A U.S. Congressional subcommittee on Thursday (June 7) addressed a question states have long hoped the federal government would answer: Where will nuclear power plants permanently store their growing stockpiles of spent fuel and other hazardous waste?
It's a problem that has gone unresolved for decades, as the federal government struggles to find a suitable storage site that state and local officials can agree on.
“The time has come to take action,” Andrew Orrell, director of nuclear energy and fuel cycle programs at Sandia National Laboratories, testified to the Senate Committee on Environment and Public Works.
On that notion, few experts disagree. More than 65,000 tons of spent nuclear fuel is stored at operating and shuttered reactor sites throughout the country. But those 72 sites, in 34 states, were meant to be temporary. And they're filling up. Some 2,000 additional tons of waste are produced each year, according to a report released this year by the president's Blue Ribbon Commission on America's Nuclear Future.
Congress' failure to act on the issue has long stirred anger in states.
Several states have enacted moratoriums on nuclear power plant construction that aren't to be lifted until a permanent solution is found.
For more than two decades, that solution was thought to be Yucca Mountain, in Nevada, where the federal government spent some $100 billion in readying it to serve that purpose. But the Obama administration has abandoned those plans amid fierce and ongoing political opposition to the Nevada project.
Meanwhile, since 1983, federal law has required utilities to pay fees into the Nuclear Waste Fund, meant to finance permanent storage beginning in 1998 — but that storage site never materialized, and the unspent balance on that account tops $25 billion. The plan's failure has irked state utility commissioners because the fees are passed on to electric ratepayers.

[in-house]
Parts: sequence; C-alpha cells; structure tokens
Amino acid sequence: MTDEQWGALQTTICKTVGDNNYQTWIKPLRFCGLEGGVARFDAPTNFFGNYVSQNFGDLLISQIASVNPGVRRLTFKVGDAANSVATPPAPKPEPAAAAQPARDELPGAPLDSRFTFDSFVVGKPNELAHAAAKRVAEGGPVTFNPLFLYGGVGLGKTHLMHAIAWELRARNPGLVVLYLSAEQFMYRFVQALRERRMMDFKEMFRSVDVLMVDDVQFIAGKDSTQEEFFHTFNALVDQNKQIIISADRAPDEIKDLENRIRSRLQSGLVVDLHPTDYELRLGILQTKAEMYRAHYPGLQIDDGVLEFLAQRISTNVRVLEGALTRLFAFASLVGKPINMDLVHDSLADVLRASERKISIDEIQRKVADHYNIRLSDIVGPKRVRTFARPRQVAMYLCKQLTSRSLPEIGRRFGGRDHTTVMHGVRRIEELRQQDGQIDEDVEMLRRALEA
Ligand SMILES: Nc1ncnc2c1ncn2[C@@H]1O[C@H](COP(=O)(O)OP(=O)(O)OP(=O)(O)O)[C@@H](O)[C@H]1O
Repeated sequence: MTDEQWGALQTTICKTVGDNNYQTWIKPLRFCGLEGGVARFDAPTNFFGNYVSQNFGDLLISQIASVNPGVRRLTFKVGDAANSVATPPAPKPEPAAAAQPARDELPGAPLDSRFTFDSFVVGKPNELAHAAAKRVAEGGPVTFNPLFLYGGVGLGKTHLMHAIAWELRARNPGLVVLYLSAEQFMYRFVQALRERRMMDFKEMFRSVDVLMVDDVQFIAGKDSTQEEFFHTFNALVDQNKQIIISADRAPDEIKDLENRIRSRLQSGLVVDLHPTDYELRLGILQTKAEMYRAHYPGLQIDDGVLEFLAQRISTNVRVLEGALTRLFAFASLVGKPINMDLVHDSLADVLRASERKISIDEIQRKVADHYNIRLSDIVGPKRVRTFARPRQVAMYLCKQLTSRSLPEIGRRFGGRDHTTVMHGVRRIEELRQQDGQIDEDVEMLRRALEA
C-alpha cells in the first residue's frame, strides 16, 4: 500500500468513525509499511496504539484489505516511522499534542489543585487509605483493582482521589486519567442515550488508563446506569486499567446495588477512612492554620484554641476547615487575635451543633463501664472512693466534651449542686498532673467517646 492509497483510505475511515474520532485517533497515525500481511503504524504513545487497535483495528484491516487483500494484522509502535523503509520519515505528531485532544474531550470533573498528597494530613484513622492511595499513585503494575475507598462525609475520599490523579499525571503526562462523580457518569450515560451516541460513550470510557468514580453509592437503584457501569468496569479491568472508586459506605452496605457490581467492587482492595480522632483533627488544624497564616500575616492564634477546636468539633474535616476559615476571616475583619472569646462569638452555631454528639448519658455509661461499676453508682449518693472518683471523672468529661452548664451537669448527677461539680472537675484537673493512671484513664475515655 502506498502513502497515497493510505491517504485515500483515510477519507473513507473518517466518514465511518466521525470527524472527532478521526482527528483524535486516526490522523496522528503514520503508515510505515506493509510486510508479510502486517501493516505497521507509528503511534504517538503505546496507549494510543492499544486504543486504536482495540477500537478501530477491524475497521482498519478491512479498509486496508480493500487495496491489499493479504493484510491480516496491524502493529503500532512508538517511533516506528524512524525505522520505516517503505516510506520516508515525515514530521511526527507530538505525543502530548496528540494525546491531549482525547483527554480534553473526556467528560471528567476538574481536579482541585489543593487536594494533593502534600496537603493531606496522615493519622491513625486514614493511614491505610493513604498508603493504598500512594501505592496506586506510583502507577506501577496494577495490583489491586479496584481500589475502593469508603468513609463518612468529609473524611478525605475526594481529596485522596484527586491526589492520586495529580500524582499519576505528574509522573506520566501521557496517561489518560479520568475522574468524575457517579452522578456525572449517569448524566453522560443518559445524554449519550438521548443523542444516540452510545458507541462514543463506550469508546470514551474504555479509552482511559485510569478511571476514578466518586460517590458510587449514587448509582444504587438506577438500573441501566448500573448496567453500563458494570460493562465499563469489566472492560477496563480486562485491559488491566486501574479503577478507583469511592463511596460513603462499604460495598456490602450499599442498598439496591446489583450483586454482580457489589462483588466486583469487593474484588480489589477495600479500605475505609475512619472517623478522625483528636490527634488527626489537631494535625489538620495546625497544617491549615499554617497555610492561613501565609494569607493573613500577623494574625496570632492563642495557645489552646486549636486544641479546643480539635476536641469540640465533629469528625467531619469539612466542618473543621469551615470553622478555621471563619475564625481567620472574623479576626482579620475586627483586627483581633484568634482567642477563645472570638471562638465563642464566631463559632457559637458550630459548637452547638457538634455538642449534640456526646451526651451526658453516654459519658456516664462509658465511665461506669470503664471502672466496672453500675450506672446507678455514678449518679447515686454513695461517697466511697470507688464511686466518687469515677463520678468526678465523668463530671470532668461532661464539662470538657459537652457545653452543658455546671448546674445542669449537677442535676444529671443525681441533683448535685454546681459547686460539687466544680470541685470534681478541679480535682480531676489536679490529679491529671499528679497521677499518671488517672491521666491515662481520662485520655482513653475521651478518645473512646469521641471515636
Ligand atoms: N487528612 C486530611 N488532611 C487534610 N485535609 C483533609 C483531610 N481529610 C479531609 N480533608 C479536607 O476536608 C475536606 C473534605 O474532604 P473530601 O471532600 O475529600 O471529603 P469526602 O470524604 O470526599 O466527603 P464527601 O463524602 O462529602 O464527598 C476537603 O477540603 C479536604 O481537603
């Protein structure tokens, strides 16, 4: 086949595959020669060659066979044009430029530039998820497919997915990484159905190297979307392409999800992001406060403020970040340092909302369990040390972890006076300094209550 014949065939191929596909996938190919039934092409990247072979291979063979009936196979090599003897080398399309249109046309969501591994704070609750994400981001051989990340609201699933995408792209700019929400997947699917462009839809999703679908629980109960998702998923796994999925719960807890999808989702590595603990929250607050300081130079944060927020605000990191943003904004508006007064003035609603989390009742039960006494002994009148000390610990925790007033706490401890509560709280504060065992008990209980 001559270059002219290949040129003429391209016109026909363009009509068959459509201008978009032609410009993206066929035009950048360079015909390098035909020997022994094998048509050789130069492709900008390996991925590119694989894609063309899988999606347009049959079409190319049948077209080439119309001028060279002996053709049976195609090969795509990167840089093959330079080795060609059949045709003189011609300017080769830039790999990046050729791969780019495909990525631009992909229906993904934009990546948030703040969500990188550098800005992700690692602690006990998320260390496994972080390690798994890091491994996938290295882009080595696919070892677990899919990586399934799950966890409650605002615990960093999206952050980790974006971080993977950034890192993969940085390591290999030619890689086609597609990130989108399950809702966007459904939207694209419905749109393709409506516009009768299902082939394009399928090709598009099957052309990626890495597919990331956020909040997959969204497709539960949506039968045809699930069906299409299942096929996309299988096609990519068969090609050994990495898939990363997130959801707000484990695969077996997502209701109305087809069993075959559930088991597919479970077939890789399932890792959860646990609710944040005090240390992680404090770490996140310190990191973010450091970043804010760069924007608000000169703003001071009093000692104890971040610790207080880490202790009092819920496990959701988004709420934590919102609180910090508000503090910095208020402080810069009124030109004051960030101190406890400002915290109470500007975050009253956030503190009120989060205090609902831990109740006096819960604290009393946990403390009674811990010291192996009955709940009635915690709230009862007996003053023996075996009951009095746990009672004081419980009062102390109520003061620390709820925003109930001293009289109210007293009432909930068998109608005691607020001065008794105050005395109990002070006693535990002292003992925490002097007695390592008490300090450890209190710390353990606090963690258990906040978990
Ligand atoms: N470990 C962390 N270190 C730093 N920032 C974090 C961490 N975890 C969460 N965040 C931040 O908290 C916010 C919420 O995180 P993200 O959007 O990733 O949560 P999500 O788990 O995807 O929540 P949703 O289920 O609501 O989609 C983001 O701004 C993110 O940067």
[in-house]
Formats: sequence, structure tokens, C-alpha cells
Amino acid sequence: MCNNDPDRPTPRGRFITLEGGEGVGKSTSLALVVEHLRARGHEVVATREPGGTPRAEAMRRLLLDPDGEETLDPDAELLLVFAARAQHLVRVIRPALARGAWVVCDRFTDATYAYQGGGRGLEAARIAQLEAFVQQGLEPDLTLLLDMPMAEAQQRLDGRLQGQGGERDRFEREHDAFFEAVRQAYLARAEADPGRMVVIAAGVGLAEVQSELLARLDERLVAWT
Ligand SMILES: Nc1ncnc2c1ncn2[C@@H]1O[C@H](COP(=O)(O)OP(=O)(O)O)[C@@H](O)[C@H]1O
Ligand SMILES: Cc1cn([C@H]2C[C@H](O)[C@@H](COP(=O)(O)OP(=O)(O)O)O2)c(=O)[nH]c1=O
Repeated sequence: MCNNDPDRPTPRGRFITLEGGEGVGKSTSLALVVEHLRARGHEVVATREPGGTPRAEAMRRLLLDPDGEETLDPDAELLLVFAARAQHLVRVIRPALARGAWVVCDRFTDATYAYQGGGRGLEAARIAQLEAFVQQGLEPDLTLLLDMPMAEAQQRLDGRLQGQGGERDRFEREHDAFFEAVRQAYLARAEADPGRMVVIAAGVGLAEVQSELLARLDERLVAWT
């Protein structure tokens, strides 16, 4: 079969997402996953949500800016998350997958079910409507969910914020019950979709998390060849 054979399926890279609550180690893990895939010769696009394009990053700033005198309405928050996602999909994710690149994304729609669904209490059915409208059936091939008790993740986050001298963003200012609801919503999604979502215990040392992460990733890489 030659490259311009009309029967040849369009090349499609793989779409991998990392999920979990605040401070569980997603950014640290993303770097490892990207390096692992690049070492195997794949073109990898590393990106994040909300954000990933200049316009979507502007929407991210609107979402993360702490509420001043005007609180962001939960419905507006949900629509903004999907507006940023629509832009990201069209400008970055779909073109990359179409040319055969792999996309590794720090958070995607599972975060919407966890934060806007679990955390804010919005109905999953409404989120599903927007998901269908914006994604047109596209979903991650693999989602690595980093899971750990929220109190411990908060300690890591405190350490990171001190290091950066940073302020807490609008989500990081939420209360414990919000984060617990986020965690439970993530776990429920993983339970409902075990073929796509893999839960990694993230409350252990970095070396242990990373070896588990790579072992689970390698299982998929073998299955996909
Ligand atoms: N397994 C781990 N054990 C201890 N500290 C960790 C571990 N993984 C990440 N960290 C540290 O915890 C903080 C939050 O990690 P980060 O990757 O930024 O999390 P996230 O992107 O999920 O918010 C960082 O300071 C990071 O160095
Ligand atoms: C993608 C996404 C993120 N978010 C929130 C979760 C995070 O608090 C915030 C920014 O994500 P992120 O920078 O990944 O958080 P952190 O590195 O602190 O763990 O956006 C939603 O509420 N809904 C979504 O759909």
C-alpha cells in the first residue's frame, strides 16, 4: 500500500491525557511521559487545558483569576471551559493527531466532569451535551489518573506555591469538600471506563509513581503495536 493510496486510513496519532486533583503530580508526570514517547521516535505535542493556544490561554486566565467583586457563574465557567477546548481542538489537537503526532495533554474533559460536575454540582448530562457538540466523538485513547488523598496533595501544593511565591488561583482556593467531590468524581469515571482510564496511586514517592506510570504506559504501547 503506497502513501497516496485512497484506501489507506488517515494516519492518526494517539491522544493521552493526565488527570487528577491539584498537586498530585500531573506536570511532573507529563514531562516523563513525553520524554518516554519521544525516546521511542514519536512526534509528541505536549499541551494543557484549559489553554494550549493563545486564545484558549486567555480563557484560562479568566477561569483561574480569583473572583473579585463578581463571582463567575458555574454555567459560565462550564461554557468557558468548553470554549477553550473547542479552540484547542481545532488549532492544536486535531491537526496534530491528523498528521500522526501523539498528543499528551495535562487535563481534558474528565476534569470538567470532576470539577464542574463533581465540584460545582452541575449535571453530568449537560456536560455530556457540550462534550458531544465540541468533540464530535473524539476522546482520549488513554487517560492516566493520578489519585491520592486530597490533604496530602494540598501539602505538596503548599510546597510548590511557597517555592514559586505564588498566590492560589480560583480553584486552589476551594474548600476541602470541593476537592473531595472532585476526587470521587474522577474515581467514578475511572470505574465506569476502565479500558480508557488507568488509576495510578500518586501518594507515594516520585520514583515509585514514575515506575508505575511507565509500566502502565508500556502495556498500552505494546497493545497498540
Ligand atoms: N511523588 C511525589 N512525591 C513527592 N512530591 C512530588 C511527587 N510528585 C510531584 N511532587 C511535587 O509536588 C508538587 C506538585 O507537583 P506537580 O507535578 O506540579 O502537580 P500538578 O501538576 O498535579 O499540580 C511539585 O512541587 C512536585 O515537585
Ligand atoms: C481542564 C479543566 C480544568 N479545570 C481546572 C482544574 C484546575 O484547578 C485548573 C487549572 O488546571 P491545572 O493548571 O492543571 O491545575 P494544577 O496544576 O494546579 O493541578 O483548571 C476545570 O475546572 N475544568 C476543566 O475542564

“The government has our money — we have their waste,” David Wright, of the South Carolina Public Service Commission told the subcommittee.
In its report, the Blue Ribbon Commission urged Congress to change an amendment in the Nuclear Waste Policy Act that names Yucca Mountain as the country's lone waste depository, and to negotiate with officials elsewhere. Several experts agree, saying that Yucca Mountain may not have the space to house all of the waste anyway.
Many experts agree that states and localities should receive economic incentives for accepting the waste and that each level of government should play significant roles in negotiations. Some suggest giving states an opt-out if conditions change.
“To be successful, we have to have state and local communities working together. If we're not together, it's not going to work,” said Lieutenant General Brent Scowcroft, a member of the Blue Ribbon Commission. Such collaboration was lacking in Nevada over Yucca Mountain, and it sparked animosity from state officials.
Several witnesses who testified agreed with the Blue Ribbon Commission's recommendation that the federal government develop generic environmental standards for permanent storage before courting a location to avoid the appearance of political influence. In the case of Yucca Mountain, such standards were altered while the project was under way.
“Short-circuiting those standards led directly to the loss of support from Nevada,” said Geoffrey Fettus, an attorney with the Natural Resources Defense Council.
U.S. Senator Jeff Bingaman, a New Mexico Democrat, is expected to propose a comprehensive bill aimed at addressing the nuclear waste problem, but he has released few details. Even Bingaman acknowledges the bill has little chance to wiggle through gridlock on Capitol Hill.
“Passing anything so controversial as a nuclear waste bill is not that likely in this Congress,” he said Wednesday, according to E&E News. “Even if we were able to get a bill out of the Senate, the House seems more interested in continuing to fight over Yucca Mountain than implementing the Blue Ribbon Commission recommendations.”